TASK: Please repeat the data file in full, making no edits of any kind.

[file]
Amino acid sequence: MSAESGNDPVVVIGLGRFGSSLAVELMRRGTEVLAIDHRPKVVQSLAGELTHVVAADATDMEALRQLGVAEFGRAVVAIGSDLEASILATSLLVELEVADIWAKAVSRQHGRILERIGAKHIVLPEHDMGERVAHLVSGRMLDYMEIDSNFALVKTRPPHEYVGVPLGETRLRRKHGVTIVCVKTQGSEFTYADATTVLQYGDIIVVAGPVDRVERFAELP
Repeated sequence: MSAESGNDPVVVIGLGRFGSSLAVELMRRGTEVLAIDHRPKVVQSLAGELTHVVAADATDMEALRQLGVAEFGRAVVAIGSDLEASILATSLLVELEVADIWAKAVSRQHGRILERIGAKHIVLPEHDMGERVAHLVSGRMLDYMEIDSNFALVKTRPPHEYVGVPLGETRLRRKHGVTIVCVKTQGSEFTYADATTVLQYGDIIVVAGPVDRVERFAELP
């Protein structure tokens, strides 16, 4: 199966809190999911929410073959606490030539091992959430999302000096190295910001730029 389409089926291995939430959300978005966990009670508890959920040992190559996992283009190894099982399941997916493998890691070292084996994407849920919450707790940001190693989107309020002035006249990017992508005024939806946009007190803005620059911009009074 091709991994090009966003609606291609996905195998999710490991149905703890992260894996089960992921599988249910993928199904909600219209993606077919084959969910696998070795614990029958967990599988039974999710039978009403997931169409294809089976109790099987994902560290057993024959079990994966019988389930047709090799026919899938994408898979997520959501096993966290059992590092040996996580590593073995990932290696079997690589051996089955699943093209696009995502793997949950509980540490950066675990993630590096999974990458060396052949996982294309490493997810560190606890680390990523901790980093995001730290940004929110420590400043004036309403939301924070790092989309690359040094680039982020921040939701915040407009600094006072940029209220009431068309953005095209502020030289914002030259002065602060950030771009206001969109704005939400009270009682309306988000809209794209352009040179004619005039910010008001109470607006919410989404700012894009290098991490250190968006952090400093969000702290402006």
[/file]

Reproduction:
Amino acid sequence: MSAESGNDPVVVIGLGRFGSSLAVELMRRGTEVLAIDHRPKVVQSLAGELTHVVAADATDMEALRQLGVAEFGRAVVAIGSDLEASILATSLLVELEVADIWAKAVSRQHGRILERIGAKHIVLPEHDMGERVAHLVSGRMLDYMEIDSNFALVKTRPPHEYVGVPLGETRLRRKHGVTIVCVKTQGSEFTYADATTVLQYGDIIVVAGPVDRVERFAELP
Repeated sequence: MSAESGNDPVVVIGLGRFGSSLAVELMRRGTEVLAIDHRPKVVQSLAGELTHVVAADATDMEALRQLGVAEFGRAVVAIGSDLEASILATSLLVELEVADIWAKAVSRQHGRILERIGAKHIVLPEHDMGERVAHLVSGRMLDYMEIDSNFALVKTRPPHEYVGVPLGETRLRRKHGVTIVCVKTQGSEFTYADATTVLQYGDIIVVAGPVDRVERFAELP
């Protein structure tokens, strides 16, 4: 199966809190999911929410073959606490030539091992959430999302000096190295910001730029 389409089926291995939430959300978005966990009670508890959920040992190559996992283009190894099982399941997916493998890691070292084996994407849920919450707790940001190693989107309020002035006249990017992508005024939806946009007190803005620059911009009074 091709991994090009966003609606291609996905195998999710490991149905703890992260894996089960992921599988249910993928199904909600219209993606077919084959969910696998070795614990029958967990599988039974999710039978009403997931169409294809089976109790099987994902560290057993024959079990994966019988389930047709090799026919899938994408898979997520959501096993966290059992590092040996996580590593073995990932290696079997690589051996089955699943093209696009995502793997949950509980540490950066675990993630590096999974990458060396052949996982294309490493997810560190606890680390990523901790980093995001730290940004929110420590400043004036309403939301924070790092989309690359040094680039982020921040939701915040407009600094006072940029209220009431068309953005095209502020030289914002030259002065602060950030771009206001969109704005939400009270009682309306988000809209794209352009040179004619005039910010008001109470607006919410989404700012894009290098991490250190968006952090400093969000702290402006």